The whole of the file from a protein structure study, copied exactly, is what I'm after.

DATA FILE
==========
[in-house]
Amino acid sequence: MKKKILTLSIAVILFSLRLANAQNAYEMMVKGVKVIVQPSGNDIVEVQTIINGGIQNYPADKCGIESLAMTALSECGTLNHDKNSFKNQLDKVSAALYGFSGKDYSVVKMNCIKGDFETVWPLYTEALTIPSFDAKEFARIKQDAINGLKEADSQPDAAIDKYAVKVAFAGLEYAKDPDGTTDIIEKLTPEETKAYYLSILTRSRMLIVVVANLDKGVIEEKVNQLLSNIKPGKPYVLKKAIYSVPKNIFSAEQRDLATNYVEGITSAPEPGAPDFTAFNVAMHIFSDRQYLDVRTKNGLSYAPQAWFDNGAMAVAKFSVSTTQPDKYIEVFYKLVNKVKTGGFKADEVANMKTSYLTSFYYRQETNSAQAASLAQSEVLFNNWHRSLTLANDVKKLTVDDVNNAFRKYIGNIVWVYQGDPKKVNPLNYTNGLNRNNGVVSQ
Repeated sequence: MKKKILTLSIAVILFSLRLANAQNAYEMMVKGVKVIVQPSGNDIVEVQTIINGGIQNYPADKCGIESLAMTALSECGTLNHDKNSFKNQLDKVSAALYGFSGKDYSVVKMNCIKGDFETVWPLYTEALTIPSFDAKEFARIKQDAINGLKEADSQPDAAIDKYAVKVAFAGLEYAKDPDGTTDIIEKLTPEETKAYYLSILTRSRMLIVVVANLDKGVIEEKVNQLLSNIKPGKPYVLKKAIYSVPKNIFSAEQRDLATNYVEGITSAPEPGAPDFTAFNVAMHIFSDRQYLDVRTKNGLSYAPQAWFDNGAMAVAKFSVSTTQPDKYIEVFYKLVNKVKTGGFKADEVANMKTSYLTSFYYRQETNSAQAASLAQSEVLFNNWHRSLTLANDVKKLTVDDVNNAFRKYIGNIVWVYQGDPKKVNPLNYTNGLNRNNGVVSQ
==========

[in-house]
Amino acid sequence: MKKKILTLSIAVILFSLRLANAQNAYEMMVKGVKVIVQPSGNDIVEVQTIINGGIQNYPADKCGIESLAMTALSECGTLNHDKNSFKNQLDKVSAALYGFSGKDYSVVKMNCIKGDFETVWPLYTEALTIPSFDAKEFARIKQDAINGLKEADSQPDAAIDKYAVKVAFAGLEYAKDPDGTTDIIEKLTPEETKAYYLSILTRSRMLIVVVANLDKGVIEEKVNQLLSNIKPGKPYVLKKAIYSVPKNIFSAEQRDLATNYVEGITSAPEPGAPDFTAFNVAMHIFSDRQYLDVRTKNGLSYAPQAWFDNGAMAVAKFSVSTTQPDKYIEVFYKLVNKVKTGGFKADEVANMKTSYLTSFYYRQETNSAQAASLAQSEVLFNNWHRSLTLANDVKKLTVDDVNNAFRKYIGNIVWVYQGDPKKVNPLNYTNGLNRNNGVVSQ
Repeated sequence: MKKKILTLSIAVILFSLRLANAQNAYEMMVKGVKVIVQPSGNDIVEVQTIINGGIQNYPADKCGIESLAMTALSECGTLNHDKNSFKNQLDKVSAALYGFSGKDYSVVKMNCIKGDFETVWPLYTEALTIPSFDAKEFARIKQDAINGLKEADSQPDAAIDKYAVKVAFAGLEYAKDPDGTTDIIEKLTPEETKAYYLSILTRSRMLIVVVANLDKGVIEEKVNQLLSNIKPGKPYVLKKAIYSVPKNIFSAEQRDLATNYVEGITSAPEPGAPDFTAFNVAMHIFSDRQYLDVRTKNGLSYAPQAWFDNGAMAVAKFSVSTTQPDKYIEVFYKLVNKVKTGGFKADEVANMKTSYLTSFYYRQETNSAQAASLAQSEVLFNNWHRSLTLANDVKKLTVDDVNNAFRKYIGNIVWVYQGDPKKVNPLNYTNGLNRNNGVVSQ